May 25th - 5:25 pm
DCCC Chairman Steve Israel on the lesson from NY-26: Medicare, Medicare, Medicare is the key to success in 2012 House races.
Newt Gingrich, vindicated?
Israel has close to 100 Republicans in his sites, including Rep. Paul Ryan.
Undeterred by the NY-26 outcome and concern among his fellow Republicans, Ryan doubled down on his Medicare overhaul plan.
Rep. Michael Grimm said Ryan’s proposal is “not a perfect plan, but a starting point.”
More NY-26 winners and losers.
Some of the operatives behind Hochul’s successful campaign.
House Minority Leader Nancy Pelosi has moved from jobs to Medicare.
LG Bob Duffy defended the tax cap to NYCOM, insisting there needed to be a “stake in the ground” before mandate relief could occur.
MTA Chairman Jay Walder is apparently riding a different subway system than Mayor Bloomberg.
Councilpedia now has contribution data for NYC Council members and citywide electeds.
Assembly Speaker Sheldon Silver said he won’t leave Albany without passing “meaningful” ethics reform, although that could be a one-house bill.
“For us, it’s time to re-evaluate our relationships with just about everything going on in Albany,” said NYSUT’s Dick Iannuzzi, who is most displeased with the tentative tax cap deal.
Gov. Andrew Cuomo is seeking federal disaster declaration for 26 counties ravaged by floods.
The California AG will conduct an inquiry into whether former Gov. Arnold Schwarzenegger misused taxpayer funds to cover up his extramarital affair.
Unmarried voters appear to hold a grudge against cheating candidates.
Sarah Palin might join the 2012 fray after all.
The Senate Democrats failed, again, to force the ethics issue.
Bloomberg went to bat (legally speaking) for NYC Comptroller John Liu, with whom he doesn’t always see eye-to-eye.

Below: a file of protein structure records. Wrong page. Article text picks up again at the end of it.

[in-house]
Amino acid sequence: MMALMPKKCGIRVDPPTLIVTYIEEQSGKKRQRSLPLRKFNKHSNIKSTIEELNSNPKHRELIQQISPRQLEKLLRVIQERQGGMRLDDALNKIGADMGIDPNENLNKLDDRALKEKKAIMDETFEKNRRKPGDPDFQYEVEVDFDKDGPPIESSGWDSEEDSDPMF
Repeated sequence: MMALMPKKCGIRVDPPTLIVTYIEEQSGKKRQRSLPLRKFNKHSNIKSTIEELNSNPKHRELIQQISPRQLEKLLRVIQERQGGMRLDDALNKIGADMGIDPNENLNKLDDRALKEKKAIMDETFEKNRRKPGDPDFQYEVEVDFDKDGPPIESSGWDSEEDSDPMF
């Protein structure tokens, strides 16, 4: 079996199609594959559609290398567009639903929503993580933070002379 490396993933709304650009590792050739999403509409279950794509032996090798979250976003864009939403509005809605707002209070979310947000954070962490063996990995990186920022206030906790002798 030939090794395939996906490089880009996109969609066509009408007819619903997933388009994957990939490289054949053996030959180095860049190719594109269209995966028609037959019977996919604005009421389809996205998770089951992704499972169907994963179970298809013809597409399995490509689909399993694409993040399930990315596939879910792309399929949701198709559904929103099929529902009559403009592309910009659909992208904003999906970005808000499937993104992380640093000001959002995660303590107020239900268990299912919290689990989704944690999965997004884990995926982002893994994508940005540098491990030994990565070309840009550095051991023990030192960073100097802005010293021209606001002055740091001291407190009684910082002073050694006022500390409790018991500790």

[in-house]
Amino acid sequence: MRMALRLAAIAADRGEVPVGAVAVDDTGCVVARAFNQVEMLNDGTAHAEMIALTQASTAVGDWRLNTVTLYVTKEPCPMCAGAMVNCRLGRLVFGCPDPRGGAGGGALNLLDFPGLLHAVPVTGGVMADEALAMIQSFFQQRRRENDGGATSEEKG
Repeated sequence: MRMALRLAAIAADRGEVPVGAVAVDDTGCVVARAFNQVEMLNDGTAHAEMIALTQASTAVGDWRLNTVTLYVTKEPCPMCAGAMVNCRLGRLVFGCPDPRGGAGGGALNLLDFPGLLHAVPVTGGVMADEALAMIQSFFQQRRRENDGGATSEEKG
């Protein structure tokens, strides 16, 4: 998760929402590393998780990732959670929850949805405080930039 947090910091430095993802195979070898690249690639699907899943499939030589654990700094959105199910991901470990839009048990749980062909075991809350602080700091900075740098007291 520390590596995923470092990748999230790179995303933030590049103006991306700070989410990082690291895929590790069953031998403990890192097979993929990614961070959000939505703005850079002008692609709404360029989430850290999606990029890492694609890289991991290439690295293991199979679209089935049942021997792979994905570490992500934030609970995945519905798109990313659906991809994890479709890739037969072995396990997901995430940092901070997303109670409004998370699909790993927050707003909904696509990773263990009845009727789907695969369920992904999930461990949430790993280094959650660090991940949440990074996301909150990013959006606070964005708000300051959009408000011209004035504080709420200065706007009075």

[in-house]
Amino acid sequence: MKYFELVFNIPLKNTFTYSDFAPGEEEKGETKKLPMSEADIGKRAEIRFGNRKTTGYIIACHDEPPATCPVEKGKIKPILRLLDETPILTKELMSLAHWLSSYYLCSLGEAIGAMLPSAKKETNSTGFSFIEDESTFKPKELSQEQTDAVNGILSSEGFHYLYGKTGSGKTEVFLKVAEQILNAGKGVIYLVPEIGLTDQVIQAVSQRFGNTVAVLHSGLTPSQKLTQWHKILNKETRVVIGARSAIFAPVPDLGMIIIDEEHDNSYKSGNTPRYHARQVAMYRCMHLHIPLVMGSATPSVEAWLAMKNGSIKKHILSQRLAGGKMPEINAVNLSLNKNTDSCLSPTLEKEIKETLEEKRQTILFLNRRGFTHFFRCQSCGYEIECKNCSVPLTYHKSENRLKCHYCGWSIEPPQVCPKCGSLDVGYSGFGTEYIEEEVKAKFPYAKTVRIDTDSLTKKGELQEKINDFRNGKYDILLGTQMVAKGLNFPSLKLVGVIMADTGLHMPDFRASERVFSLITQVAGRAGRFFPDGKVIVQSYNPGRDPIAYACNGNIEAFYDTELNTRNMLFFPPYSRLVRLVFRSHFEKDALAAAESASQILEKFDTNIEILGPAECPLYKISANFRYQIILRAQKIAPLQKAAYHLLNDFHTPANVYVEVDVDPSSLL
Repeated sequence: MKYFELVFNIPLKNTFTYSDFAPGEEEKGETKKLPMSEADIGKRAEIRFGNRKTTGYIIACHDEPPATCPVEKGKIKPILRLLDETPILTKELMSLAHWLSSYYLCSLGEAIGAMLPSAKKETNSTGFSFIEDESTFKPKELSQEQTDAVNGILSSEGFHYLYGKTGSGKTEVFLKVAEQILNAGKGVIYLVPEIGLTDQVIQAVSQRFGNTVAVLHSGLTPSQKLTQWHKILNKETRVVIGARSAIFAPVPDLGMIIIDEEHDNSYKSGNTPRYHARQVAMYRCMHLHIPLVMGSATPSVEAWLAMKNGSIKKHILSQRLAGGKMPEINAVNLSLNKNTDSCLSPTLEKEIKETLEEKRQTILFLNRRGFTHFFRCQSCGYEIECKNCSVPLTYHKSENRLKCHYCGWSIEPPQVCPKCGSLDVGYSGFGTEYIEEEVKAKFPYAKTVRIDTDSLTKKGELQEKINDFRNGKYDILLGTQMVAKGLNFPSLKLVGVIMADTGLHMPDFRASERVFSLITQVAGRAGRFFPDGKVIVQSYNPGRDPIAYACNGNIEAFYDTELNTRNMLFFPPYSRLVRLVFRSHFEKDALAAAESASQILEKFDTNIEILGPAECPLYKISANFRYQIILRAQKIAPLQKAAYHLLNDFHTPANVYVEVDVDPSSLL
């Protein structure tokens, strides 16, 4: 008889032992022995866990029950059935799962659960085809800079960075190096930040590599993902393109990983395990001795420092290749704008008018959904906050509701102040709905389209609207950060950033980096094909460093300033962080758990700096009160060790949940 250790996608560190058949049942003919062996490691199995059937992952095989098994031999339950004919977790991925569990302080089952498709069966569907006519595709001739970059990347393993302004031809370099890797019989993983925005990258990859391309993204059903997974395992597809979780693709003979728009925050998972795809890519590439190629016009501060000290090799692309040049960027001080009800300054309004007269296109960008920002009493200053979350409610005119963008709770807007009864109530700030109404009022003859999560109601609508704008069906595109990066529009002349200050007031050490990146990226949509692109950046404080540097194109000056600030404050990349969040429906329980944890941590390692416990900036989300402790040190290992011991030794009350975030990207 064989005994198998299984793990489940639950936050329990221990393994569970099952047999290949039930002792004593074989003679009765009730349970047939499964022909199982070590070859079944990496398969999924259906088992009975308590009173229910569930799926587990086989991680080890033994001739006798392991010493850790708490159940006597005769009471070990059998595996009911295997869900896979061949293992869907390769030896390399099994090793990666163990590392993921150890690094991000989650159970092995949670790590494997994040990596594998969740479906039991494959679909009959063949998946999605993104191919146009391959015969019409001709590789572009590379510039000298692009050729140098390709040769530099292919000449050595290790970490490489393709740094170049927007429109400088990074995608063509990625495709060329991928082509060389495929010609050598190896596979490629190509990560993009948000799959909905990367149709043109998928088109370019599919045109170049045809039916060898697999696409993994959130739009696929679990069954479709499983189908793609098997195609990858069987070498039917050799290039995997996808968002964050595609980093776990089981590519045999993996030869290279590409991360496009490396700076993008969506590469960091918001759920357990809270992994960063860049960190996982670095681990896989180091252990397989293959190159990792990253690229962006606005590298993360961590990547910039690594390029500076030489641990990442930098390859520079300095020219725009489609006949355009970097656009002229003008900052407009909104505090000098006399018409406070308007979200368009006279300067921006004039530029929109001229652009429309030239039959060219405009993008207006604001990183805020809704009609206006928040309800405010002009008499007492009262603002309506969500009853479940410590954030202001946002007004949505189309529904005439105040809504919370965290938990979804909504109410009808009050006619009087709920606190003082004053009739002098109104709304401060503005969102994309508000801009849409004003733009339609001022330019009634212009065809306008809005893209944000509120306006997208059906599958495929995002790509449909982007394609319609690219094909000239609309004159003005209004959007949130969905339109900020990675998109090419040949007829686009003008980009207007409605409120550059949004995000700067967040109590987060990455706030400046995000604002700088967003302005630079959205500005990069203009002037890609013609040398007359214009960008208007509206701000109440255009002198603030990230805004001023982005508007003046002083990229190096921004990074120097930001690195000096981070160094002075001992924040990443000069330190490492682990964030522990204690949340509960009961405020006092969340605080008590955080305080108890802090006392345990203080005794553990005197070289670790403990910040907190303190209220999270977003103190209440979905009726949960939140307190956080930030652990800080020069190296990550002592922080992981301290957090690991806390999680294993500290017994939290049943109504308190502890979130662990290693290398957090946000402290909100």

May 25th - 4:47 pm
Earlier today, I sat down with Congresswoman-elect Kathy Hochul for her first extended sit down interview since her upset victory in NY-26 last night.
The Republicans are downplaying the Democrats’ Medicare referendum message by insisting this race was merely an anomaly – a freak occurrence in which the results were skewed by a well-funded third party “spoiler”, Jack Davis.
I put that question to Hochul. While she believes she could have defeated Assemblywoman Jane Corwin in a head-to-head competition, she also thinks Davis posed just as much of a problem for her campaign as he did for her GOP opponent.
“When you start looking at what was happening in this election, again the polls were always tight…from the very beginning,” Hochul told me. “Jack Davis started going down, and I think the Corwin people thought those votes were going to come back to them.”
“They came over my way. That was not expected. And also, we had to deal with the people voting for Jack Davis. He ran three times as the Democratic candidate and he had a very strong message that appealed to labor on trade issues.”
“So, say what you will, but Jack Davis was also a factor in our race as well,” Hochul continued. “…People knew it was Jack Davis and they’d say: ‘Well, Democrats have pulled the lever for him three times’, and he came very close last time he ran. So, it’s all very fluid and and a lot of chaos was involved.”